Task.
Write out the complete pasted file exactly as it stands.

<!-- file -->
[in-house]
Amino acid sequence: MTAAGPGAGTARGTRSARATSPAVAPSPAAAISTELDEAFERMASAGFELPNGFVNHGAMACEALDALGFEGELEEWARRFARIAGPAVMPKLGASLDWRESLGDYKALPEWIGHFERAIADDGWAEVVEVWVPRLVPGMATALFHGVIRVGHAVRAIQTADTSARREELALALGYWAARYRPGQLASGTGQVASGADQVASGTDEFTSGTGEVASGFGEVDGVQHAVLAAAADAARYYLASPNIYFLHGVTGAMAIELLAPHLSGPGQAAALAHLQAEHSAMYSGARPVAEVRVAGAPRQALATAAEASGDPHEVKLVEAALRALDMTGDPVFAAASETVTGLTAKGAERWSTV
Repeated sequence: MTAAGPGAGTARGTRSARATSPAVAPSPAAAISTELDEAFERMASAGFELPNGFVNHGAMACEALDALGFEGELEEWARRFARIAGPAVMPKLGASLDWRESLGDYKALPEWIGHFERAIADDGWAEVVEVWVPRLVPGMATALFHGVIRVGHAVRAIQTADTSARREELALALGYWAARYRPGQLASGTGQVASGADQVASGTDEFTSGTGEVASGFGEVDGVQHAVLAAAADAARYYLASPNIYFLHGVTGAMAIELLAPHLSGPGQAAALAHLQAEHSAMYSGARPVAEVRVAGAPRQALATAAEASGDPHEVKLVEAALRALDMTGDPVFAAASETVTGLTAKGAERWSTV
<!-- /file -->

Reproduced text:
[in-house]
Amino acid sequence: MTAAGPGAGTARGTRSARATSPAVAPSPAAAISTELDEAFERMASAGFELPNGFVNHGAMACEALDALGFEGELEEWARRFARIAGPAVMPKLGASLDWRESLGDYKALPEWIGHFERAIADDGWAEVVEVWVPRLVPGMATALFHGVIRVGHAVRAIQTADTSARREELALALGYWAARYRPGQLASGTGQVASGADQVASGTDEFTSGTGEVASGFGEVDGVQHAVLAAAADAARYYLASPNIYFLHGVTGAMAIELLAPHLSGPGQAAALAHLQAEHSAMYSGARPVAEVRVAGAPRQALATAAEASGDPHEVKLVEAALRALDMTGDPVFAAASETVTGLTAKGAERWSTV
Repeated sequence: MTAAGPGAGTARGTRSARATSPAVAPSPAAAISTELDEAFERMASAGFELPNGFVNHGAMACEALDALGFEGELEEWARRFARIAGPAVMPKLGASLDWRESLGDYKALPEWIGHFERAIADDGWAEVVEVWVPRLVPGMATALFHGVIRVGHAVRAIQTADTSARREELALALGYWAARYRPGQLASGTGQVASGADQVASGTDEFTSGTGEVASGFGEVDGVQHAVLAAAADAARYYLASPNIYFLHGVTGAMAIELLAPHLSGPGQAAALAHLQAEHSAMYSGARPVAEVRVAGAPRQALATAAEASGDPHEVKLVEAALRALDMTGDPVFAAASETVTGLTAKGAERWSTV